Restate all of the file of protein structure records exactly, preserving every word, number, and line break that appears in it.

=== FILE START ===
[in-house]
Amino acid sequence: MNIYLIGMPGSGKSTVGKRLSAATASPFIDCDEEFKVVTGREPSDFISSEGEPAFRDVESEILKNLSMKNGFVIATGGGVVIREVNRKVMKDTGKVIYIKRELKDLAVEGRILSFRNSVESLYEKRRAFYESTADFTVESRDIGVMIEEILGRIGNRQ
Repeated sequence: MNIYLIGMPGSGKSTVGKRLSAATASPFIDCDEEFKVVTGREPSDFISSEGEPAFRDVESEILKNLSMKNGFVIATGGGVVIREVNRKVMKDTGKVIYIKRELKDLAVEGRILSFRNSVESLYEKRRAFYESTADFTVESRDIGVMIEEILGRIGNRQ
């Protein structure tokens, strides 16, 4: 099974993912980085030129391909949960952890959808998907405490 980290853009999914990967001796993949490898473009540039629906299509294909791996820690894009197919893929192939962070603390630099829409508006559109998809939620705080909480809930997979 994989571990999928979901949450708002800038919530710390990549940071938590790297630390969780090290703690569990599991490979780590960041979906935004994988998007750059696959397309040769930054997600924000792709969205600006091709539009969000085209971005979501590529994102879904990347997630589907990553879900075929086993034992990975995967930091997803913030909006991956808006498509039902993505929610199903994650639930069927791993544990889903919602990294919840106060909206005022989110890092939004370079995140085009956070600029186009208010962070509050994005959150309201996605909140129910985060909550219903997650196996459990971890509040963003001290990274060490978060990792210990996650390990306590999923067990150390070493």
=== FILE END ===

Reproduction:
[in-house]
Amino acid sequence: MNIYLIGMPGSGKSTVGKRLSAATASPFIDCDEEFKVVTGREPSDFISSEGEPAFRDVESEILKNLSMKNGFVIATGGGVVIREVNRKVMKDTGKVIYIKRELKDLAVEGRILSFRNSVESLYEKRRAFYESTADFTVESRDIGVMIEEILGRIGNRQ
Repeated sequence: MNIYLIGMPGSGKSTVGKRLSAATASPFIDCDEEFKVVTGREPSDFISSEGEPAFRDVESEILKNLSMKNGFVIATGGGVVIREVNRKVMKDTGKVIYIKRELKDLAVEGRILSFRNSVESLYEKRRAFYESTADFTVESRDIGVMIEEILGRIGNRQ
């Protein structure tokens, strides 16, 4: 099974993912980085030129391909949960952890959808998907405490 980290853009999914990967001796993949490898473009540039629906299509294909791996820690894009197919893929192939962070603390630099829409508006559109998809939620705080909480809930997979 994989571990999928979901949450708002800038919530710390990549940071938590790297630390969780090290703690569990599991490979780590960041979906935004994988998007750059696959397309040769930054997600924000792709969205600006091709539009969000085209971005979501590529994102879904990347997630589907990553879900075929086993034992990975995967930091997803913030909006991956808006498509039902993505929610199903994650639930069927791993544990889903919602990294919840106060909206005022989110890092939004370079995140085009956070600029186009208010962070509050994005959150309201996605909140129910985060909550219903997650196996459990971890509040963003001290990274060490978060990792210990996650390990306590999923067990150390070493």